Whenever there’s a story behind an album, you bet that the press will latch onto it. Problem is, then the critics take that story and run with it, and superimpose the band’s own narrative whim over their own. Radiation City want to tell you that they’ve picked themselves up from the brink of disaster, that Cameron Spies and Lizzy Ellison suddenly met up and wrote lotsa 'urgent, semi-spontaneous' songs together, saved their relationship, and steered the band into a bold new horizon. Well, okay, that makes swell PR copy. And I don’t doubt that this life-changing meeting occurred. But however urgent those first takes may have been, the final Synesthetica is about as off-the-cuff as a Coldplay single. By trading in cerebral experience for flashy sound effects, Radiation City alienate themselves from time and space, couching the genres they steal in a echo chamber where pleasure reigns over all.
True, it’s a new direction. The tiptoeing guitars that so recalled the Beach Boys have been (mostly) wiped clean, and the kitchen counters underneath gleam with the day-glo hues of funk without the swag, discos without the style, psychedelia without the drugs. It’s a familiar fusion, one that the likes of Foster the People and MGMT have ran with at some point. You can almost taste the novelty flavor of 'Pumped Up Kicks' in 'Sugar Broom', the kind of kink for the sake of kinkiness that draws college radio stations like deer to a vegetable garden. Except the former had a perverse appeal to it, like murder was being snuck on pop radio. The latter carries nothing but a tune.
Ironic, anyway, that one of the most substantial tunes on here, 'Separate', sounds most like the old collegiate surf of old. But not quite, as a woozy synth line strings together a split narrative between, hmm, two lovers who have just broke up. The dual song thing is clever, and Spies and Ellison seem to be trying to convey something resembling strife – that is, if your life revolves around holding hands with your beloved heterosexual mate on the beach, and strife entails that said mate shoving off to do something else.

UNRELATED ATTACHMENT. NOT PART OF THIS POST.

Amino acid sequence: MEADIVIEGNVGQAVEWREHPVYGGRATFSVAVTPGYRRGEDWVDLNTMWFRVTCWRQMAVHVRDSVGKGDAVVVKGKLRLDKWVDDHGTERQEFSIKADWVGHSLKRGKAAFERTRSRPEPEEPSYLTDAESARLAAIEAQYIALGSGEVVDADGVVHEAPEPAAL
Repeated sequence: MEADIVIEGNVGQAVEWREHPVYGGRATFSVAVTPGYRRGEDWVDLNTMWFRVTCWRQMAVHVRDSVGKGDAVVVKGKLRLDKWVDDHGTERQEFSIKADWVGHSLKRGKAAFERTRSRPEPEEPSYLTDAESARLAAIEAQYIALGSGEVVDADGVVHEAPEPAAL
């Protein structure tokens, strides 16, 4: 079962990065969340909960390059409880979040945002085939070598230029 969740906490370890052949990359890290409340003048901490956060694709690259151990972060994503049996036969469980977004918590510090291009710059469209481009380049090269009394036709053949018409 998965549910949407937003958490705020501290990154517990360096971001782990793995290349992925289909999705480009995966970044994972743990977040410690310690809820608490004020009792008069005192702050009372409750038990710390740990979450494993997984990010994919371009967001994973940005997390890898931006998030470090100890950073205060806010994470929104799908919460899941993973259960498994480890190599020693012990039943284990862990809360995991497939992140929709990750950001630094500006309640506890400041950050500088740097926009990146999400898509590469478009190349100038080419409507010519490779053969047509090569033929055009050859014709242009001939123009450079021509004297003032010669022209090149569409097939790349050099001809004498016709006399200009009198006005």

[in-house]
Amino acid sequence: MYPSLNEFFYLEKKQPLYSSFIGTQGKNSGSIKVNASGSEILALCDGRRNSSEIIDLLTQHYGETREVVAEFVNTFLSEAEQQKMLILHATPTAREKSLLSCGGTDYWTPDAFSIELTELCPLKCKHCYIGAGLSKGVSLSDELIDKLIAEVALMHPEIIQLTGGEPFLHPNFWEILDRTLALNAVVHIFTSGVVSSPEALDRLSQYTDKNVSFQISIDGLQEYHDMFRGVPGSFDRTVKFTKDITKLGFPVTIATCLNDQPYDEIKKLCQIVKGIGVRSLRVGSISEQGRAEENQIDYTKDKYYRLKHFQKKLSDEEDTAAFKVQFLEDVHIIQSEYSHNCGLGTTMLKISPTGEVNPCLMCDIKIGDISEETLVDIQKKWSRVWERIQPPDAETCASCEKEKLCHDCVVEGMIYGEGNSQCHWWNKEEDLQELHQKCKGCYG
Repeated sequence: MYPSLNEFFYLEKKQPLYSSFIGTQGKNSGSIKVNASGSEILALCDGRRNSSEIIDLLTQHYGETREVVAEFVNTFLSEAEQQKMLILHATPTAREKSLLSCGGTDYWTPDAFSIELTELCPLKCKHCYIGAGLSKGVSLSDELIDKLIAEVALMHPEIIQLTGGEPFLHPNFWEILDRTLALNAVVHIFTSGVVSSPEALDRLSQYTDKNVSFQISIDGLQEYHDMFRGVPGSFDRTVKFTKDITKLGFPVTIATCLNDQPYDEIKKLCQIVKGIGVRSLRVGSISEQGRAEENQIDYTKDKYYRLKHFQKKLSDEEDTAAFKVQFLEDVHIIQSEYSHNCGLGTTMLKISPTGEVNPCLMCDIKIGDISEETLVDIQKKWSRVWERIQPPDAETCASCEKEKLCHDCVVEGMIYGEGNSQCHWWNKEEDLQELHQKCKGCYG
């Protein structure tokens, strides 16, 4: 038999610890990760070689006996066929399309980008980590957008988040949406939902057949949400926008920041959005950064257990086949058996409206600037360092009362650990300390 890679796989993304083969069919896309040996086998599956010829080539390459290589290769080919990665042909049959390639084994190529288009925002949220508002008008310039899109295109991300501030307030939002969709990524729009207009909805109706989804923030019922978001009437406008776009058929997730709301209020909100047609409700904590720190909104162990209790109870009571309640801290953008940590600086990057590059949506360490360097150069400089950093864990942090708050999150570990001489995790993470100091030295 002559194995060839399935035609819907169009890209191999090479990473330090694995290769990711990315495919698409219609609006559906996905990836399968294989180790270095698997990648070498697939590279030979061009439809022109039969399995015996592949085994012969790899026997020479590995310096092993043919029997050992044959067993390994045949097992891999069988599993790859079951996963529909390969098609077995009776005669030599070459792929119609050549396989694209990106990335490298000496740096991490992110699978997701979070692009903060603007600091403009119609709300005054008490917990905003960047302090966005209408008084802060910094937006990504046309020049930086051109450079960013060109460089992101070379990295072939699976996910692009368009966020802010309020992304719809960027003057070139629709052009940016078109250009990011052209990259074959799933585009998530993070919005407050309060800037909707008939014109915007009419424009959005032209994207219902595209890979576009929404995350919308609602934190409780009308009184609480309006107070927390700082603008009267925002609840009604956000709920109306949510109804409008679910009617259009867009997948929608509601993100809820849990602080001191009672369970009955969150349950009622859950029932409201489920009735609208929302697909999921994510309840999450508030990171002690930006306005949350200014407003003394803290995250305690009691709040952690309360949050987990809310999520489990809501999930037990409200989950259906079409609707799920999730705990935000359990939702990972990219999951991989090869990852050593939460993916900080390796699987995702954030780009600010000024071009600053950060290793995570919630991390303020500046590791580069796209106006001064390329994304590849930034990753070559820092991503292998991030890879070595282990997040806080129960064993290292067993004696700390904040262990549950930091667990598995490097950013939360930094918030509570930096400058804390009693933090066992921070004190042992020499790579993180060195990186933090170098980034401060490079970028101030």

One thing’s clear, at least – Radiation City can groove now. 'Oil Show' proves that from the get-go, wedding the soft funk bassline and abrupt guitar slashes with Ellison’s lilting voice. Their most irresistible track, 'Milky White', casts one further back to the likes of The Alan Parsons Project or the Blue Oyster Cult, with the beefy riffs buoyed by faux-organs and cucumber cool synth bleeps. Even the sultry, Goldfrapp-ish 'Butter' has its own suave pulse to it. The duo offer no real contrast to this perpetual glamor apart from “Fancy Cherries”, an afterthought of a Cocteau Twins imitation.
There’s also this forced smile about Synesthetica, like the whole range of human emotion and experience has been boiled down since, y’know, it’s just indie pop. As much as Radiation City try to sound peculiar with the odd skip or beat, the stereo-friendly 'Come and Go' offers one of the only head-scratching lyrics in the whole album: ”this isn’t the bedroom, so take off your clothes”. Wait. Is her fear of sex tangled with his desire? They could have built a real mystery here, but the happy folk bury it under their cheery musings of coming and going.
And god, why do I have to keep listening to 'Futures' to explain it? AAAAH, that refrain goes down like a gob of buttercream: "You came, you saw, the VIDEO! / the VIDEO! / of when you were really small / really small ". I’m trying to figure out if there’s some context here that I’m not seeing, but there’s only words like the walk-in cliché "summers were happy / when you were easy". There is no double-meaning, just the lazy join of time-tested phrases.
Soooooo yeah. Way to go, Radiation City. Like your mindless ilk STRFCKR and Foxygen, you’ve shut themselves in from all the world’s ills, looking instead to an idyllic past. You think you’ve made a monarchy for yourself, but Synesthetica only adds up to a skinny, funhouse mirror in which you prance and rejoice over your own distorted image.
4Lee Adcock's Score